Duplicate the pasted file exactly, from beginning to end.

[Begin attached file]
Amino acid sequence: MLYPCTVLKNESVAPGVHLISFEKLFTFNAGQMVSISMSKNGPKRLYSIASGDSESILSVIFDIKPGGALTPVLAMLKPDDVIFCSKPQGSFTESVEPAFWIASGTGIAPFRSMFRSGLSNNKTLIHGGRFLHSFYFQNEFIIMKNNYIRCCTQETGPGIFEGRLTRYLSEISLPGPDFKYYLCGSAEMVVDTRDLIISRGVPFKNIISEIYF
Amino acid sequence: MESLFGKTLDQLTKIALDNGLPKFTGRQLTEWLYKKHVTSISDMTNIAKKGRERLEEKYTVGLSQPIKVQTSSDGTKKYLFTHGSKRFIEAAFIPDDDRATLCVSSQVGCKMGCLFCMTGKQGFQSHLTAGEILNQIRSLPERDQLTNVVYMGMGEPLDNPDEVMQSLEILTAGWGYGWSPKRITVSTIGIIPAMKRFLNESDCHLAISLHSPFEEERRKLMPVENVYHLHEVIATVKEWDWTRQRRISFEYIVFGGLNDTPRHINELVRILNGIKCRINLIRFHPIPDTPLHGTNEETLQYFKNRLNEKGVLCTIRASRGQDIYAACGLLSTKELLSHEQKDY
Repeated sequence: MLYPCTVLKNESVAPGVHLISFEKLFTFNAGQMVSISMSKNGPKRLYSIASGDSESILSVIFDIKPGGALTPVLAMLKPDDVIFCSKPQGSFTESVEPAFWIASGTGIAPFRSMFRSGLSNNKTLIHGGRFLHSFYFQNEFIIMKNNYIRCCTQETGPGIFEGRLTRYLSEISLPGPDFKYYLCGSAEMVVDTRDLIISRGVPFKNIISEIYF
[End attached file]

Amino acid sequence: MLYPCTVLKNESVAPGVHLISFEKLFTFNAGQMVSISMSKNGPKRLYSIASGDSESILSVIFDIKPGGALTPVLAMLKPDDVIFCSKPQGSFTESVEPAFWIASGTGIAPFRSMFRSGLSNNKTLIHGGRFLHSFYFQNEFIIMKNNYIRCCTQETGPGIFEGRLTRYLSEISLPGPDFKYYLCGSAEMVVDTRDLIISRGVPFKNIISEIYF
Amino acid sequence: MESLFGKTLDQLTKIALDNGLPKFTGRQLTEWLYKKHVTSISDMTNIAKKGRERLEEKYTVGLSQPIKVQTSSDGTKKYLFTHGSKRFIEAAFIPDDDRATLCVSSQVGCKMGCLFCMTGKQGFQSHLTAGEILNQIRSLPERDQLTNVVYMGMGEPLDNPDEVMQSLEILTAGWGYGWSPKRITVSTIGIIPAMKRFLNESDCHLAISLHSPFEEERRKLMPVENVYHLHEVIATVKEWDWTRQRRISFEYIVFGGLNDTPRHINELVRILNGIKCRINLIRFHPIPDTPLHGTNEETLQYFKNRLNEKGVLCTIRASRGQDIYAACGLLSTKELLSHEQKDY
Repeated sequence: MLYPCTVLKNESVAPGVHLISFEKLFTFNAGQMVSISMSKNGPKRLYSIASGDSESILSVIFDIKPGGALTPVLAMLKPDDVIFCSKPQGSFTESVEPAFWIASGTGIAPFRSMFRSGLSNNKTLIHGGRFLHSFYFQNEFIIMKNNYIRCCTQETGPGIFEGRLTRYLSEISLPGPDFKYYLCGSAEMVVDTRDLIISRGVPFKNIISEIYF